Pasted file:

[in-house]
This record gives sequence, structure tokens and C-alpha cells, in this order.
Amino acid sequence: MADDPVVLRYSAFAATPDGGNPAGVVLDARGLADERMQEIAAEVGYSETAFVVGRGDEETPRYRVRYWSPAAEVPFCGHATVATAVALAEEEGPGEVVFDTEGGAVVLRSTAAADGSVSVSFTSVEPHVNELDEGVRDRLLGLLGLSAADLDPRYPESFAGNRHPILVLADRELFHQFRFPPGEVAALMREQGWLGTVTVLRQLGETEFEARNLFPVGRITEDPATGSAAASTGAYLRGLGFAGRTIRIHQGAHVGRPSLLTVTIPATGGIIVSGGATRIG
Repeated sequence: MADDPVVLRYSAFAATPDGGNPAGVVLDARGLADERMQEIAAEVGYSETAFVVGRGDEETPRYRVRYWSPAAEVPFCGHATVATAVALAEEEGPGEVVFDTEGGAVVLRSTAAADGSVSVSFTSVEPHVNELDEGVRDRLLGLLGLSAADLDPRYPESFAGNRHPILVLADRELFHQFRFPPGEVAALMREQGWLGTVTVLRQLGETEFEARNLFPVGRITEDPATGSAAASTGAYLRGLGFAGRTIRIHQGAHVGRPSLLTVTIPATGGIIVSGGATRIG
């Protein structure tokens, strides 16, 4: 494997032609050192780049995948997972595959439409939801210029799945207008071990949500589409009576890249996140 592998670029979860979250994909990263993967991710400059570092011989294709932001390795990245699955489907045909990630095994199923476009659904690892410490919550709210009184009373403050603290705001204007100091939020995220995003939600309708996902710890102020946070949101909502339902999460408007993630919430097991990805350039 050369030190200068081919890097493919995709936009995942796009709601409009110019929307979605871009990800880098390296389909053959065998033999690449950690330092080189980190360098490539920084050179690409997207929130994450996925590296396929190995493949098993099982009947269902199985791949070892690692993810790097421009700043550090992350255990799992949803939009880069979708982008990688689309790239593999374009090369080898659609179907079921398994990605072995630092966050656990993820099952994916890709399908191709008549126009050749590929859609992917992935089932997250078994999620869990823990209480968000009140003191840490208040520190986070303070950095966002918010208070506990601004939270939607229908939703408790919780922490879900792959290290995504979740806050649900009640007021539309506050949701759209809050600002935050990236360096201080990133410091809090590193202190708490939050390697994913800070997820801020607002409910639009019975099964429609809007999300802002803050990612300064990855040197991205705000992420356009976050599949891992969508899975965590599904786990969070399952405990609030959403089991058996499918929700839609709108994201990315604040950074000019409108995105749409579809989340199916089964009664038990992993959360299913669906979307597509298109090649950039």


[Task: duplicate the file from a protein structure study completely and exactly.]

[in-house]
This record gives sequence, structure tokens and C-alpha cells, in this order.
Amino acid sequence: MADDPVVLRYSAFAATPDGGNPAGVVLDARGLADERMQEIAAEVGYSETAFVVGRGDEETPRYRVRYWSPAAEVPFCGHATVATAVALAEEEGPGEVVFDTEGGAVVLRSTAAADGSVSVSFTSVEPHVNELDEGVRDRLLGLLGLSAADLDPRYPESFAGNRHPILVLADRELFHQFRFPPGEVAALMREQGWLGTVTVLRQLGETEFEARNLFPVGRITEDPATGSAAASTGAYLRGLGFAGRTIRIHQGAHVGRPSLLTVTIPATGGIIVSGGATRIG
Repeated sequence: MADDPVVLRYSAFAATPDGGNPAGVVLDARGLADERMQEIAAEVGYSETAFVVGRGDEETPRYRVRYWSPAAEVPFCGHATVATAVALAEEEGPGEVVFDTEGGAVVLRSTAAADGSVSVSFTSVEPHVNELDEGVRDRLLGLLGLSAADLDPRYPESFAGNRHPILVLADRELFHQFRFPPGEVAALMREQGWLGTVTVLRQLGETEFEARNLFPVGRITEDPATGSAAASTGAYLRGLGFAGRTIRIHQGAHVGRPSLLTVTIPATGGIIVSGGATRIG
């Protein structure tokens, strides 16, 4: 494997032609050192780049995948997972595959439409939801210029799945207008071990949500589409009576890249996140 592998670029979860979250994909990263993967991710400059570092011989294709932001390795990245699955489907045909990630095994199923476009659904690892410490919550709210009184009373403050603290705001204007100091939020995220995003939600309708996902710890102020946070949101909502339902999460408007993630919430097991990805350039 050369030190200068081919890097493919995709936009995942796009709601409009110019929307979605871009990800880098390296389909053959065998033999690449950690330092080189980190360098490539920084050179690409997207929130994450996925590296396929190995493949098993099982009947269902199985791949070892690692993810790097421009700043550090992350255990799992949803939009880069979708982008990688689309790239593999374009090369080898659609179907079921398994990605072995630092966050656990993820099952994916890709399908191709008549126009050749590929859609992917992935089932997250078994999620869990823990209480968000009140003191840490208040520190986070303070950095966002918010208070506990601004939270939607229908939703408790919780922490879900792959290290995504979740806050649900009640007021539309506050949701759209809050600002935050990236360096201080990133410091809090590193202190708490939050390697994913800070997820801020607002409910639009019975099964429609809007999300802002803050990612300064990855040197991205705000992420356009976050599949891992969508899975965590599904786990969070399952405990609030959403089991058996499918929700839609709108994201990315604040950074000019409108995105749409579809989340199916089964009664038990992993959360299913669906979307597509298109090649950039």